The famous cheese takes its name from the region and the town in which it was built: the castle of Gruyères, located in the canton of Fribourg (less than an hour’s drive from Lausanne), Switzerland.
Overlooking the middle valley of the Sarine river in the Fribourg Pre-Alps, it occupies a strategic position 115 meters above the surrounding plain.
From an architectural point of view, it was built according to a plan that is very common in Switzerland, called the “carré savoyard” (Savoyard square) (military model developed by the House of Savoy). The same building plan can be found in the castles of Bulle and Chillon.
Built in the 13th century, the first mentions of the castle date back exactly to 1244 (archives). At that time, it was the main residence of one of the most important noble families of Western Switzerland in the Middle Ages: the Counts of Gruyère.
In the 15th century, Count Louis (known for his fight against Charles the Bold, Duke of Burgundy and for being one of the main leaders of the Battle of Murten in 1476) transformed the castle into a seigneurial residence.
Managed by the counts for several centuries, the castle became in 1554 the property of the bailiffs (who were at the time regional management bodies of several Swiss cantons), following the bankruptcy of Count Michel, who was beset by financial problems and had his properties confiscated.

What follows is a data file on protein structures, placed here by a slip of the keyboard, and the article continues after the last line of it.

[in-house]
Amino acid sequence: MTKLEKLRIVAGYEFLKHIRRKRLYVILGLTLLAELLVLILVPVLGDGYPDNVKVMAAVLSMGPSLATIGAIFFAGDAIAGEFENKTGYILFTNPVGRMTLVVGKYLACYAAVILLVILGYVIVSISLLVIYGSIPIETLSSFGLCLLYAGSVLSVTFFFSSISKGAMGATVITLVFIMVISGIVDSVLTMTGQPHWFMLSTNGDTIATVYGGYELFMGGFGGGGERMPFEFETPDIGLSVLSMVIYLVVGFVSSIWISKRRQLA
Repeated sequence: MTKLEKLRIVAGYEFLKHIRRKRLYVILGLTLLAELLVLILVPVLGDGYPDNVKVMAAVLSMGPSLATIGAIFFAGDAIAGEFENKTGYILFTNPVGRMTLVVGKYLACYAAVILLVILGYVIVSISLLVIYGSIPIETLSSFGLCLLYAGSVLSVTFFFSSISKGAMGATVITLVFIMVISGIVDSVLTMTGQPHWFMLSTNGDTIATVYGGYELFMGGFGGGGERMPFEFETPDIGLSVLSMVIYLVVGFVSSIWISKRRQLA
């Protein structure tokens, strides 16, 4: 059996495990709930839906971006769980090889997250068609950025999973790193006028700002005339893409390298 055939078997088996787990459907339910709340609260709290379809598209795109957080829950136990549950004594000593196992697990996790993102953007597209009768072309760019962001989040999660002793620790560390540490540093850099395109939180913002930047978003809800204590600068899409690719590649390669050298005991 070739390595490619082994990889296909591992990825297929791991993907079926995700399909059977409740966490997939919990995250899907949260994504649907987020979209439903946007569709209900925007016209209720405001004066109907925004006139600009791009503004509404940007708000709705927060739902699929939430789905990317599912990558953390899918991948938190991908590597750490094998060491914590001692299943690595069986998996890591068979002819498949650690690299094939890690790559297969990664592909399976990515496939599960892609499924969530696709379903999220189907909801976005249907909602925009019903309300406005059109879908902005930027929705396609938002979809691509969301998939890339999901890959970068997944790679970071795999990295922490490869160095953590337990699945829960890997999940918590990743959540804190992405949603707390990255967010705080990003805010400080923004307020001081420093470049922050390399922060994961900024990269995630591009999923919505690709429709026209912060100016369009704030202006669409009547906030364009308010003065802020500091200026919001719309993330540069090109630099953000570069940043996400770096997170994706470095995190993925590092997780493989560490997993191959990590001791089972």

For nearly 250 years, the bailiffs continued to extend the pastures in the Alps, increase cheese production and export to foreign markets. The Gruyère cheese wheels take the road to Vevey (located on the northern shore of Lake Geneva) where they are loaded onto boats that transport them to Lyon, France.
In the middle of the 19th century, the castle, considered too expensive to maintain, was put up for sale. A family from Geneva won the auction.
Already owner of a castle near Geneva (La Boissière), the Bovy family will undertake, during the summers, many works of fittings and restoration.
For the interior decoration, Daniel Bovy invited his artist friends (from France and Geneva) to the summer residence and they all participated in the new decor of the castle, which became over time a true artistic residence (sculptors, painters, writers, …).
Testimonies of this creative period, the paintings of Jean-Baptiste Camille Corot and Barthélemy Men still adorn the walls of the castle today.
Now open to visitors, the castle of Gruyères, its French gardens, its esplanade, via the Salon Corot or the Baillis room, is undoubtedly worth a visit.